Notice that we use the multi-dispatch mechanism to deal with the base cases in the first two `with` clauses. In the third `with` clause we use the pattern `[pivot|rest]` to match the input list. Here the variable `pivot` matches the first element of the list, and the variable `rest` matches the remaining list. This remaining list is the original list with its first element removed. The function body then implements the pretty much standard recursive definition of the quick sort. Just keep in mind that function calls are expressed via juxtaposition of function name and actual argument; no parentheses necessary.

As you have seen in a couple of occasions already in the document, Asteroid also supports anonymous or `lambda` functions. Lambda functions behave just like regular functions except that you declare them on-the-fly and they are declared without a name. Here is an example using a `lambda` function,

```load system io.

io @println ((lambda with n do return n+1) 1).
```

The output is `2`. Here, the lambda function is a function that takes a value and increments it by one. We then apply the value `1` to the function and the print function prints out the value `2`.

## Pattern Matching¶

Pattern matching lies at the heart of Asteroid. We saw some of Asteroid’s pattern matching ability when we discussed the `let` statement. We can also have pattern matching in expressions using the `is` predicate.

### Pattern Matching in Expressions: The `is` Predicate¶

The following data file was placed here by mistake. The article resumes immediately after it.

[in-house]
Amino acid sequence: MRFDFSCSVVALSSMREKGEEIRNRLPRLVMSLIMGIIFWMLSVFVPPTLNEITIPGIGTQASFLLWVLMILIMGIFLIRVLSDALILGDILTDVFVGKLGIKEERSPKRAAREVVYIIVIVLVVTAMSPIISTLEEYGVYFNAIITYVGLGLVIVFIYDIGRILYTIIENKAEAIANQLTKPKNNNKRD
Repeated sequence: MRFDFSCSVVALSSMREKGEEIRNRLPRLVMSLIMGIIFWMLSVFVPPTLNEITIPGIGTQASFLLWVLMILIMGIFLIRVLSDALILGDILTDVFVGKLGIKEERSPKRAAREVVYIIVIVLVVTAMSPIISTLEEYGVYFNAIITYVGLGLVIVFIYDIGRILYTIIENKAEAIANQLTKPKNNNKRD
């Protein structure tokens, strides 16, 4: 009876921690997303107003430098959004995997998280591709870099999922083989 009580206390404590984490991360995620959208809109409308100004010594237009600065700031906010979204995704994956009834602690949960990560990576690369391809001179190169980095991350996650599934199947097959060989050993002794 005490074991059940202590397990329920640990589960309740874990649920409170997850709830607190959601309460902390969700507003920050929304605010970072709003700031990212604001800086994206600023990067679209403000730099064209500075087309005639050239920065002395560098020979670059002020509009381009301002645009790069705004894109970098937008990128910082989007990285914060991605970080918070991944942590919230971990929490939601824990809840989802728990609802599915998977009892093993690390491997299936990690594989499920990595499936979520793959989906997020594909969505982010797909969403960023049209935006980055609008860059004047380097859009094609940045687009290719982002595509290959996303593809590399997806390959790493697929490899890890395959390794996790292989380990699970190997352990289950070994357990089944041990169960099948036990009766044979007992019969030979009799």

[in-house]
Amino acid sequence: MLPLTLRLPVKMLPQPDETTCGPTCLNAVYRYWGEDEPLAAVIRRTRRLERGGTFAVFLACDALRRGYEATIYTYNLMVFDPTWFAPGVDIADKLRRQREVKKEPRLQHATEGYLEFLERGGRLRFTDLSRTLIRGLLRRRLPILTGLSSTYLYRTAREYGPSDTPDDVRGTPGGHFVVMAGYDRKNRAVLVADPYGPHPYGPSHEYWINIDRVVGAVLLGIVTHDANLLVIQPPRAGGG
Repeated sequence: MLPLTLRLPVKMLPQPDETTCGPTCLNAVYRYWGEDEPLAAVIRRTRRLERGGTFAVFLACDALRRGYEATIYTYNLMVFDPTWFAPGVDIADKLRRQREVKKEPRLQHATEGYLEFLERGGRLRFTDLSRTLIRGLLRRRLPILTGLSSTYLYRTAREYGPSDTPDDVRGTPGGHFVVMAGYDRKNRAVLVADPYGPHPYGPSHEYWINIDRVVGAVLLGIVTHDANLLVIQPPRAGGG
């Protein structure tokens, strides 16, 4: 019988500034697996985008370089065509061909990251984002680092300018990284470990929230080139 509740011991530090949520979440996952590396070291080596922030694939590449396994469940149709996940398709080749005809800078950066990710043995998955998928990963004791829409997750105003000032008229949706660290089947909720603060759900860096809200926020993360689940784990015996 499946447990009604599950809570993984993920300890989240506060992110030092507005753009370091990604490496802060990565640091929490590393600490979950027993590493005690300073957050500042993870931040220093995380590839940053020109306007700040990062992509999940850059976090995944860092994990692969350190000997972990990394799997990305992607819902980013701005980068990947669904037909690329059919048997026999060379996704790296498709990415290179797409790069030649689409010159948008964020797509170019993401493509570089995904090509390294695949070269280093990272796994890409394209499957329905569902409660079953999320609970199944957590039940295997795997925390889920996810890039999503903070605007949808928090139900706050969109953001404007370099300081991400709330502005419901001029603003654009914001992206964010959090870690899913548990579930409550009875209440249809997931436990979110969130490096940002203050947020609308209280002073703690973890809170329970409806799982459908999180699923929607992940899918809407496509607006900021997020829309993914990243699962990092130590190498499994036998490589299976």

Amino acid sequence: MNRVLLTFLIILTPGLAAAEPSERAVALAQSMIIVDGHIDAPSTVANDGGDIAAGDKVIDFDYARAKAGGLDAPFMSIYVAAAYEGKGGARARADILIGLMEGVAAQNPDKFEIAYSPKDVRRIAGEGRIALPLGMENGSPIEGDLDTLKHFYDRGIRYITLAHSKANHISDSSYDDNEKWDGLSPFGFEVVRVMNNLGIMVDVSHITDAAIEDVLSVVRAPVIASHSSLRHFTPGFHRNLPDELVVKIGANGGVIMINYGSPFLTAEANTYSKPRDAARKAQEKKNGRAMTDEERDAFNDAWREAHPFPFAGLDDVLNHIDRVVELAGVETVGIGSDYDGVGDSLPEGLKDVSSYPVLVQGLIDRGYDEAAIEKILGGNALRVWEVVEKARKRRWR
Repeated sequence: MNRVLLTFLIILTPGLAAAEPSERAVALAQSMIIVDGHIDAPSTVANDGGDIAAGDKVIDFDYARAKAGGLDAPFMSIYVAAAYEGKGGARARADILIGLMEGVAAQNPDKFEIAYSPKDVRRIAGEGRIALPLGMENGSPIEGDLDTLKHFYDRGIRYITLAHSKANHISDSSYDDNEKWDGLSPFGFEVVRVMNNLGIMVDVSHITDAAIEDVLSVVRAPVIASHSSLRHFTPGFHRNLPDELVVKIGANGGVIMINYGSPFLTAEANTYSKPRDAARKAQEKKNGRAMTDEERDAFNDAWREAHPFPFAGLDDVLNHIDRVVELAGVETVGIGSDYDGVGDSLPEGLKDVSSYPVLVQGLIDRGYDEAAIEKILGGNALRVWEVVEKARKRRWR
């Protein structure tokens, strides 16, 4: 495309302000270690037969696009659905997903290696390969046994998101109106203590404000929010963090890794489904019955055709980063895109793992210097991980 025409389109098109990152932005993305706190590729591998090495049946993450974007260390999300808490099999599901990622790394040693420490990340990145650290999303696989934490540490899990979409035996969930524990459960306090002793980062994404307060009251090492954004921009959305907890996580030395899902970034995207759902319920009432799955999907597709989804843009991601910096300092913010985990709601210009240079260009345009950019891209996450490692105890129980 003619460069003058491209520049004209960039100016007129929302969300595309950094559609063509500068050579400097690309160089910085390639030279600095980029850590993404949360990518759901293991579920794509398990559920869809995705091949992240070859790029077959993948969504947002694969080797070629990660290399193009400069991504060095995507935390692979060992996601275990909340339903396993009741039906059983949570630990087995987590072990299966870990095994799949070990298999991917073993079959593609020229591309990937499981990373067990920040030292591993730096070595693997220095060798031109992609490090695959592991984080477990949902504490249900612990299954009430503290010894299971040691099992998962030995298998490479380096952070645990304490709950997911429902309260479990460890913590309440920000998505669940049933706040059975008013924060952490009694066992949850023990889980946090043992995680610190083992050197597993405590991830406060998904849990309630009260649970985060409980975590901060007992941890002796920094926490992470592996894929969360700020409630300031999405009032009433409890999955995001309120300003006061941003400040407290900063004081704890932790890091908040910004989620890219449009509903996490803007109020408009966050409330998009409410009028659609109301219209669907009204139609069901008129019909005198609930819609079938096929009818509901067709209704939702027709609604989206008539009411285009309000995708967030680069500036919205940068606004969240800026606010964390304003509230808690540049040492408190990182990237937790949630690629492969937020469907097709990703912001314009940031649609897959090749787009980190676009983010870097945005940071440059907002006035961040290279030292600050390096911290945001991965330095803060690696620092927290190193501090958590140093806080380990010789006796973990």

Consider the following example of this predicate among some patterns,

```load system io.

let p = (1,2).

if p is (x,y,z) do
io @println ("it's a triple with: "+x+","+y+","+z)
elif p is (x,y) do
io @println ("it's a pair with: "+x+","+y).
else do
io @println "it's something else".
end
```

Here we use patterns to determine if `p` is a triple, a pair, or something else. Pattern matching is embedded in the expressions of the `if` statement using the `is` predicate. The output of this program is,

```it's a pair with: 1,2
```

Pattern matching with the `is` predicate can happen anywhere expressions can be used. That means we can use the predicate also in `let` statements,

```let true = (1,2) is (1,2).
```

This is kind of strange looking but it succeeds. Here the left operand of the `is` predicate is a term and the right operand is a pattern. Obviously this pattern match will succeed because the term and the pattern look identical. The return value of the `is` predicate is then pattern matched against the `true` value on the left of the `=` symbol.

We can also employ pattern matching in loops. In the following program we use the `is` predicate to test whether a list is empty or not while looping,

```load system io.

let list = [1,2,3].

repeat do
let [head|tail] = list. -- pattern match with head/tail operator
let list = tail.
until list is []. -- pattern match with is predicate
```

The output is,

```1
2
3
```

In addition, the example employs pattern matching using the head-tail operator in order to iterate over the list elements and print print them. The termination condition of the loop is computed with the `is` predicate.

### Pattern Matching in Function Arguments¶

As we have seen earlier, Asteroid supports pattern matching on function arguments in the style of ML and many other functional programming languages. Here is an example that uses pattern matching on function arguments using custom data structures. The program below implements Peano addition on terms using the two Peano axioms,

```x + 0 = x
x + s(y) = s(x+y)
```

Here `x` and `y` are variables, `0` represents the natural number with value zero, and `s` is the successor function. In Peano arithmetic any natural number can be represented by the appropriate number of applications of the successor function to the natural number `0`. Here is the program that implements the Peano arithmetic based on the two axiom where we replaced the `+` operator with the `add` symbol,